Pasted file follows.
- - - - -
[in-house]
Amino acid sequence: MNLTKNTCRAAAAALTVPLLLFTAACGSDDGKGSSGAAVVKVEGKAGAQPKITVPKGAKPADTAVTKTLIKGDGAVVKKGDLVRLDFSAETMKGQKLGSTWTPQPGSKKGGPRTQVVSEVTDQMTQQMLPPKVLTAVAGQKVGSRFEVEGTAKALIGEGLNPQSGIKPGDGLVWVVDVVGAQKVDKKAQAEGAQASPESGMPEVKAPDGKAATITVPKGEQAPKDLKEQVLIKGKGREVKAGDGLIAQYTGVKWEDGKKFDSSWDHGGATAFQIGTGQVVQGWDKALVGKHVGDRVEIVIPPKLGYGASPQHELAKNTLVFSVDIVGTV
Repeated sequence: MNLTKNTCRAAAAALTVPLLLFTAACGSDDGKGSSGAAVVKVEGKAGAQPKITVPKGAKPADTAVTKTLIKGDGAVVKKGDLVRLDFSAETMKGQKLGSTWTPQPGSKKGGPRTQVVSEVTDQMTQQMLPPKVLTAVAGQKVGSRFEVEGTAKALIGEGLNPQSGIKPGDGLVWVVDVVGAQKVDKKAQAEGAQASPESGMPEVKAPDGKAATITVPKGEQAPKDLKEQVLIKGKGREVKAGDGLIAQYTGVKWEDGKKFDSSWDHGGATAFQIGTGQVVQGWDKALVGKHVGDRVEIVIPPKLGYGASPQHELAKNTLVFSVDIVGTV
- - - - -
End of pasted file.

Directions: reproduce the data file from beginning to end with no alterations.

[in-house]
Amino acid sequence: MNLTKNTCRAAAAALTVPLLLFTAACGSDDGKGSSGAAVVKVEGKAGAQPKITVPKGAKPADTAVTKTLIKGDGAVVKKGDLVRLDFSAETMKGQKLGSTWTPQPGSKKGGPRTQVVSEVTDQMTQQMLPPKVLTAVAGQKVGSRFEVEGTAKALIGEGLNPQSGIKPGDGLVWVVDVVGAQKVDKKAQAEGAQASPESGMPEVKAPDGKAATITVPKGEQAPKDLKEQVLIKGKGREVKAGDGLIAQYTGVKWEDGKKFDSSWDHGGATAFQIGTGQVVQGWDKALVGKHVGDRVEIVIPPKLGYGASPQHELAKNTLVFSVDIVGTV
Repeated sequence: MNLTKNTCRAAAAALTVPLLLFTAACGSDDGKGSSGAAVVKVEGKAGAQPKITVPKGAKPADTAVTKTLIKGDGAVVKKGDLVRLDFSAETMKGQKLGSTWTPQPGSKKGGPRTQVVSEVTDQMTQQMLPPKVLTAVAGQKVGSRFEVEGTAKALIGEGLNPQSGIKPGDGLVWVVDVVGAQKVDKKAQAEGAQASPESGMPEVKAPDGKAATITVPKGEQAPKDLKEQVLIKGKGREVKAGDGLIAQYTGVKWEDGKKFDSSWDHGGATAFQIGTGQVVQGWDKALVGKHVGDRVEIVIPPKLGYGASPQHELAKNTLVFSVDIVGTV